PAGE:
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Presentation of Experimental Data

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Presentation of Experimental Data
Presentation of
Experimental Data
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What is a Presentation
Starting the Presentation
Structure of the Presentation
Selecting and Using Visual Aids
Use of Chart and Graph
Use of Colors
References
We can effectively recall
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20% of what we hear;
30% of what we see;
50% of what we hear and see;
70% of what we do.
• So it is clear that we must allow the
audience to see, and hear and interact
with the presenter and the presentation
material.
A presentation must
• tell them what they need to know;
• show them as much as is necessary
• create opportunities for interaction
Some Presentations are
• Too long
• Too short
• So Keep It Short and Simple
Short and Simple presentation
• About 20 minutes (including the
introduction and the conclusion) you have
time for only two major points.
• In 30 minutes you might make three major
points.
• In 40–45 minutes you might be able to
cover four major points, but three points
and a longer time for questions would be a
better alternative.
Presentation Time
Starting the presentation
• List of things planned to say
• The ‘keyword’ in the central box should be a one
or two word abbreviation of your primary
objective.
• Use just one or two words on each ‘limb’, even a
whole phrase if necessary – but never a
complete sentence.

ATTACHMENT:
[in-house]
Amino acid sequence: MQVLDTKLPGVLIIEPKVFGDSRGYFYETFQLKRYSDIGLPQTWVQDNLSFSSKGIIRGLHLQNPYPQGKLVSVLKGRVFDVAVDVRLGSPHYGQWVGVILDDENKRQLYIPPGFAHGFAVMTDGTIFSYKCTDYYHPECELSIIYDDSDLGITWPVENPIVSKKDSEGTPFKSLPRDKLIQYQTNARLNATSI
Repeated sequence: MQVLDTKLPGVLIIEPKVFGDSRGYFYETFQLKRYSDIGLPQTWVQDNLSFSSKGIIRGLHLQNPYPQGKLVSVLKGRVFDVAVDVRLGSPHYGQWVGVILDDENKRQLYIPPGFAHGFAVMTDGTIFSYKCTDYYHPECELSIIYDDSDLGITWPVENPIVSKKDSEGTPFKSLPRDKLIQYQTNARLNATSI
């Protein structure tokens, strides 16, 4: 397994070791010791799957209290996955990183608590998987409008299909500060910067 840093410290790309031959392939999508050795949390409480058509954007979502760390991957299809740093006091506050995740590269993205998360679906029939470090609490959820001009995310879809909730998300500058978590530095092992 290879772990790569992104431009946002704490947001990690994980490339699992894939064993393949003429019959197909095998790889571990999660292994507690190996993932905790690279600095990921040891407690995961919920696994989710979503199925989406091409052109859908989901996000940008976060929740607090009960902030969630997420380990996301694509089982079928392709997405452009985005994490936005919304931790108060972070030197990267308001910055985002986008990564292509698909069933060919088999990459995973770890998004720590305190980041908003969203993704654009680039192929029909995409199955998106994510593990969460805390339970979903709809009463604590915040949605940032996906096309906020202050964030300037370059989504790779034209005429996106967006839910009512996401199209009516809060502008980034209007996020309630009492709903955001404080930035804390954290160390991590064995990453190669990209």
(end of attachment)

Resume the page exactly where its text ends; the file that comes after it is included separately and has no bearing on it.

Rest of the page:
• Use the full range of colours you have available.
• If different parts of the spidergram seem to link
up, indicate this fact with a linking arrow rather
than duplicating a whole set of ‘limbs’.
Creating a structure
• Make a structure to presentation. Make
understanding of the points you are making as
you go along.
• Do not try to say
• ‘which I will explain later on’ and ‘I’d like to add
some comments to something I said earlier
about…’
• Effective way to create a structure for you
presentation is to take the main points you
plotted on your spidergram
Factors considered …..
• Have I introduced the subject clearly
• Does the presentation follow a clear sequence from start to
finish?
• For ex: ‘B will depend on A, which I described earlier…’ is far better
than ‘Of course, B will depend on A, and I’ll tell you more about A in
just a minute…’
• Have you broken the information down into ‘digestible’
chunks
• Do your closing remarks genuinely wrap the presentation up
and show how everything fits together?
Selecting and using
visual aids
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Visual LearningHearing
RememberingVerbal
Only Visual
Films, Movies, Books- 90%
7-11%
70% l( 3hrs later)
10% After Three Days
75% ( After 3hrs)
20% (after Three Days)
Visual and Verbal
85% ( after 3hrs)
66% ( After Three days)
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A truly powerful and memorable presentation you will need to include some
form of visual aid.
Select the Visual Aids